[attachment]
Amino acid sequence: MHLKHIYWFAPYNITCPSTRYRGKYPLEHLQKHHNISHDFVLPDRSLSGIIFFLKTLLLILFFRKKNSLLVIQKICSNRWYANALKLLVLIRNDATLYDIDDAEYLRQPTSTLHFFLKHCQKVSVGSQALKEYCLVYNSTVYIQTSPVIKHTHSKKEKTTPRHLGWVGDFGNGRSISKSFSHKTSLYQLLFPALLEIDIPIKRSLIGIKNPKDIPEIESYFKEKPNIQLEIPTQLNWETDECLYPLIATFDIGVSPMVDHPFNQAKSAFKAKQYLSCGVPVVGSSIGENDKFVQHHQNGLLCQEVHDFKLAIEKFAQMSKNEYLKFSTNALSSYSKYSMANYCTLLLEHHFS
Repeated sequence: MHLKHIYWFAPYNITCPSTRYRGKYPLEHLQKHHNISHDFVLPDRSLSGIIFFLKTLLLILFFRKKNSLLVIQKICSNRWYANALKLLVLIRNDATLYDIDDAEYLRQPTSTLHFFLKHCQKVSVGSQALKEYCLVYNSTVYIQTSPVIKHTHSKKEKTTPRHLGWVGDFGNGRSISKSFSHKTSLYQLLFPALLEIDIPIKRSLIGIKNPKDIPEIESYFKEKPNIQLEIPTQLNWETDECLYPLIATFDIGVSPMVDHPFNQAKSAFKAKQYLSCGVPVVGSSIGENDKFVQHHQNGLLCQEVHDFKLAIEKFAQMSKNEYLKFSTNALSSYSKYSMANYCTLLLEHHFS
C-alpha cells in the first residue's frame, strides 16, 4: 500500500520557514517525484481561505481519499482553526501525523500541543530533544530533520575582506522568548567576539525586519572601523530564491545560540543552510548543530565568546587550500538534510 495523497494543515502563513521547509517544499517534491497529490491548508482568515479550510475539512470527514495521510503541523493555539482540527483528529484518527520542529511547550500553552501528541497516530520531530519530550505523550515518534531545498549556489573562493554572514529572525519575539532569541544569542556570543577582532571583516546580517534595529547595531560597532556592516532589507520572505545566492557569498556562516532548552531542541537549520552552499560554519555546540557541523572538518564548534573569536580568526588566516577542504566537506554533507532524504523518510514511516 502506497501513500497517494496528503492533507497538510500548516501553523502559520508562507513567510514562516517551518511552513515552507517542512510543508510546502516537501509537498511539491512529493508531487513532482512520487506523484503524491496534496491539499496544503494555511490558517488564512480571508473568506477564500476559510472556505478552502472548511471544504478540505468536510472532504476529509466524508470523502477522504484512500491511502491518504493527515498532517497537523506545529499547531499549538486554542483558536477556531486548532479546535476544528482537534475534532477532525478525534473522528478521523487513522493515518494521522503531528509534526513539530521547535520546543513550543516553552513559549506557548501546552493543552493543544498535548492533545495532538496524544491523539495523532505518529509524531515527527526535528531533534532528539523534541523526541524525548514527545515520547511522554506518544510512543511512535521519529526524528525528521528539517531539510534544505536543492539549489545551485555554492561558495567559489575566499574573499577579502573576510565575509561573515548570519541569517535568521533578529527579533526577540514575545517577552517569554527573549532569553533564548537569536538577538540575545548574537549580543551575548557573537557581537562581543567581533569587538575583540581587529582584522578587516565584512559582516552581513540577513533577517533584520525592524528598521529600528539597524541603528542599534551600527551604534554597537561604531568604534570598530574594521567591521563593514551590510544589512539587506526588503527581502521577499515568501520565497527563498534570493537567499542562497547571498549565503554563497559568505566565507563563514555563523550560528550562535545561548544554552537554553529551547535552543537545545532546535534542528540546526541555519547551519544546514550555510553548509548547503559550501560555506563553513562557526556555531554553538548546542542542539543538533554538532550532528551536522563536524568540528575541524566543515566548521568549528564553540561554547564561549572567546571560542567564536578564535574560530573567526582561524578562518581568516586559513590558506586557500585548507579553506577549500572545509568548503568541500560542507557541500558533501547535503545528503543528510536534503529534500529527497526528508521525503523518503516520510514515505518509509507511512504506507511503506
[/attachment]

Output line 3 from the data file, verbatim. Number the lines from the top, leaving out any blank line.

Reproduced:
C-alpha cells in the first residue's frame, strides 16, 4: 500500500520557514517525484481561505481519499482553526501525523500541543530533544530533520575582506522568548567576539525586519572601523530564491545560540543552510548543530565568546587550500538534510 495523497494543515502563513521547509517544499517534491497529490491548508482568515479550510475539512470527514495521510503541523493555539482540527483528529484518527520542529511547550500553552501528541497516530520531530519530550505523550515518534531545498549556489573562493554572514529572525519575539532569541544569542556570543577582532571583516546580517534595529547595531560597532556592516532589507520572505545566492557569498556562516532548552531542541537549520552552499560554519555546540557541523572538518564548534573569536580568526588566516577542504566537506554533507532524504523518510514511516 502506497501513500497517494496528503492533507497538510500548516501553523502559520508562507513567510514562516517551518511552513515552507517542512510543508510546502516537501509537498511539491512529493508531487513532482512520487506523484503524491496534496491539499496544503494555511490558517488564512480571508473568506477564500476559510472556505478552502472548511471544504478540505468536510472532504476529509466524508470523502477522504484512500491511502491518504493527515498532517497537523506545529499547531499549538486554542483558536477556531486548532479546535476544528482537534475534532477532525478525534473522528478521523487513522493515518494521522503531528509534526513539530521547535520546543513550543516553552513559549506557548501546552493543552493543544498535548492533545495532538496524544491523539495523532505518529509524531515527527526535528531533534532528539523534541523526541524525548514527545515520547511522554506518544510512543511512535521519529526524528525528521528539517531539510534544505536543492539549489545551485555554492561558495567559489575566499574573499577579502573576510565575509561573515548570519541569517535568521533578529527579533526577540514575545517577552517569554527573549532569553533564548537569536538577538540575545548574537549580543551575548557573537557581537562581543567581533569587538575583540581587529582584522578587516565584512559582516552581513540577513533577517533584520525592524528598521529600528539597524541603528542599534551600527551604534554597537561604531568604534570598530574594521567591521563593514551590510544589512539587506526588503527581502521577499515568501520565497527563498534570493537567499542562497547571498549565503554563497559568505566565507563563514555563523550560528550562535545561548544554552537554553529551547535552543537545545532546535534542528540546526541555519547551519544546514550555510553548509548547503559550501560555506563553513562557526556555531554553538548546542542542539543538533554538532550532528551536522563536524568540528575541524566543515566548521568549528564553540561554547564561549572567546571560542567564536578564535574560530573567526582561524578562518581568516586559513590558506586557500585548507579553506577549500572545509568548503568541500560542507557541500558533501547535503545528503543528510536534503529534500529527497526528508521525503523518503516520510514515505518509509507511512504506507511503506